Film Review: “Arctic”

Starring: Mads Mikkelsen
Directed by: Joe Penna
Rated: PG-13
Running Time: 1 hr 38 mins
Bleecker Street
Every once in a blue moon a film comes along that reminds us how truly spectacular cinema can be and replenishes our passion for the artform. The stark Danish adventure/drama “Arctic” happens to be such a film. With a gripping man-versus-nature story that makes “Cast Away” and “All Is Lost” look like cocktail parties, “Arctic” is as impressive as the unyielding icy bleakness which constantly threatens to overwhelm the lone survivor of a plane crash somewhere in the Arctic Circle.
Shot entirely in Iceland, “Arctic” does not waste time with a lot of background exposition to its story, co-written by Brazilian director Joe Penna whose previous directorial work includes the 2015 shorts “Turning Point” and “Beyond.” Instead it thrusts us into an already precarious, ongoing struggle for survival by a man named Overgård (Mads Mikkelsen). He survives each day by sticking to a strict routine that includes maintaining a giant SOS carved into the snow, generating enough electricity with a hand crank to operate a distress signal, and catching fish through ice holes.
We don’t know if he is the pilot of the intact, yet charred plane he uses for shelter, but we do know that whoever was with him died in the crash. Despite all his hardships, Overgård preserves a steely resolve to stay alive and an unyielding belief that help will come. His hard work appears to pay off when his distress signal is picked up by a rescue helicopter. However, Mother Nature denies his victory with a vicious storm that causes his would-be saviors to crash nose first into the unforgiving ice below. Overgård stabilizes the helicopter’s badly injured co-pilot, but the new situation pushes his abilities to keep them alive to the limits. Ultimately, he is faced with a terrible choice of whether to stay put or risk traveling across the Arctic wasteland to find salvation.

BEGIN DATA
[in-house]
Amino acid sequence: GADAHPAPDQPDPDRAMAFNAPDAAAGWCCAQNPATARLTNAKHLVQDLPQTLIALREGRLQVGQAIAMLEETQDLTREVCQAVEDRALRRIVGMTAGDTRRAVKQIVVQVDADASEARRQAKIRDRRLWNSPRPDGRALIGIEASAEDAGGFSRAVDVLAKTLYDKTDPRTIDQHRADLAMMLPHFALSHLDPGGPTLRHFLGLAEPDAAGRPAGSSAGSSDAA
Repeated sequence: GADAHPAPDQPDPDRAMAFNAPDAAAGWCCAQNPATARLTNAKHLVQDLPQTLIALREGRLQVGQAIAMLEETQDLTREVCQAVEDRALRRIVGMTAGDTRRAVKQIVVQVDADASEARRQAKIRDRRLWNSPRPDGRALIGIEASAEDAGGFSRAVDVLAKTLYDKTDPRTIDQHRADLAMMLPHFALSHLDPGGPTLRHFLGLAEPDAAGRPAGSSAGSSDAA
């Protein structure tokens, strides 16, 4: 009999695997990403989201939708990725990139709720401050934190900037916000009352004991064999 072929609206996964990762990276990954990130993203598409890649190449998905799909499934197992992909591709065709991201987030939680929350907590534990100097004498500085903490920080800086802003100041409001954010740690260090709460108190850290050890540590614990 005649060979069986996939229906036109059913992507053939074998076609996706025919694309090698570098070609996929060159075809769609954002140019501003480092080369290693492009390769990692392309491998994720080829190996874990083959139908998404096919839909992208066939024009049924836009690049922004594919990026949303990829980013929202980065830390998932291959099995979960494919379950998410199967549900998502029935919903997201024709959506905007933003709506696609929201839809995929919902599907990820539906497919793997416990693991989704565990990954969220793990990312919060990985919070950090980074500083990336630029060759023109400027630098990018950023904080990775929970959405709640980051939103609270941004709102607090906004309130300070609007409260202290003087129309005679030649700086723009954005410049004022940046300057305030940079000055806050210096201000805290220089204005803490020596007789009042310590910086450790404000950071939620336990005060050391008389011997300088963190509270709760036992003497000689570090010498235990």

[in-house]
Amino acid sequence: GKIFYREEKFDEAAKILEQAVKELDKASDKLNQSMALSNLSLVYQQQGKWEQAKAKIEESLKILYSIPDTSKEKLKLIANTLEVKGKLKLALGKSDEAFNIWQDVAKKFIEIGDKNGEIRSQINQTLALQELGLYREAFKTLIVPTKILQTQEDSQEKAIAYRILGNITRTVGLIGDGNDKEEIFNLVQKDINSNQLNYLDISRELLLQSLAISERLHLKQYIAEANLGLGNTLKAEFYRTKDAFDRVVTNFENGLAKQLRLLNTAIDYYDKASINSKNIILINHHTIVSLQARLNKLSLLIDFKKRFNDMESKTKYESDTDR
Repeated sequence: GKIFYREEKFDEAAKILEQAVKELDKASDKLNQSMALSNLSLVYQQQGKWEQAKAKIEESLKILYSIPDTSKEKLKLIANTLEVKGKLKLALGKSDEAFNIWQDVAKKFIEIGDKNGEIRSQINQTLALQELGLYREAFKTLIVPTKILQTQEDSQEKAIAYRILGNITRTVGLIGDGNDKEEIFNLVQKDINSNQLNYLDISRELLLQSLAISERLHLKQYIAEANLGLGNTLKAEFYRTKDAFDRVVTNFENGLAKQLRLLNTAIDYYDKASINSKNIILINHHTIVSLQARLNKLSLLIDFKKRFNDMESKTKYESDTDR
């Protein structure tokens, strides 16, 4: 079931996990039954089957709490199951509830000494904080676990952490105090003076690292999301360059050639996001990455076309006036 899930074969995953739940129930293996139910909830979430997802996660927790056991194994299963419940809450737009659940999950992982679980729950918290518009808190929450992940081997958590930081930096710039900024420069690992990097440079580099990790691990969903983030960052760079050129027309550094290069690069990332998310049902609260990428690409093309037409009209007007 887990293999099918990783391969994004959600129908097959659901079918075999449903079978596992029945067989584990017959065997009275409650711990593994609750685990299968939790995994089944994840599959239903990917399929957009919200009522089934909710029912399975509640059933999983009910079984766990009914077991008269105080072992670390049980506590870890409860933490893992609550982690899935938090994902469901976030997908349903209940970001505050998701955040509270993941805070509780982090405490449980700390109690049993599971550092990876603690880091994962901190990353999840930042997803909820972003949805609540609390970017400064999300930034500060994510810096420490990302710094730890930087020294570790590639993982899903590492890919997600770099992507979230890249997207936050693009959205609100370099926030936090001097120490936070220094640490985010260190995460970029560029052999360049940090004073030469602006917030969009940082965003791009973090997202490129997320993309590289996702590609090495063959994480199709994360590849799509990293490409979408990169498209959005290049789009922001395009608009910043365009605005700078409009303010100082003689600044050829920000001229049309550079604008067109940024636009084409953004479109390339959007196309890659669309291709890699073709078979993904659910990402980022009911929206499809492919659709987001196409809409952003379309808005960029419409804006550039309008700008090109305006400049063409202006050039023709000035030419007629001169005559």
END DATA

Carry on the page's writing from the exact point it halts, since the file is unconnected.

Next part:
Whether it’s playing the nemesis of a Marvel wizard in “Doctor Strange” or being a falsely accused teacher in “The Hunt,” Mikkelsen has repeatedly demonstrated an ability to delve into any role thrown at him. One of the most underrated actors in cinema today, Mikkelsen is a force of nature himself in “Arctic.” He attains a level of intensity that Tom Hanks and Robert Redford were never able to achieve in their respective films as he musters emotions as raw as the fish his character eats. Our hearts beat as his does with jubilation when it appears that he is going to be saved and they sink to the depths when he bottoms out in despair. It’s all done with pure emotional power performed flawlessly by Mikkelsen.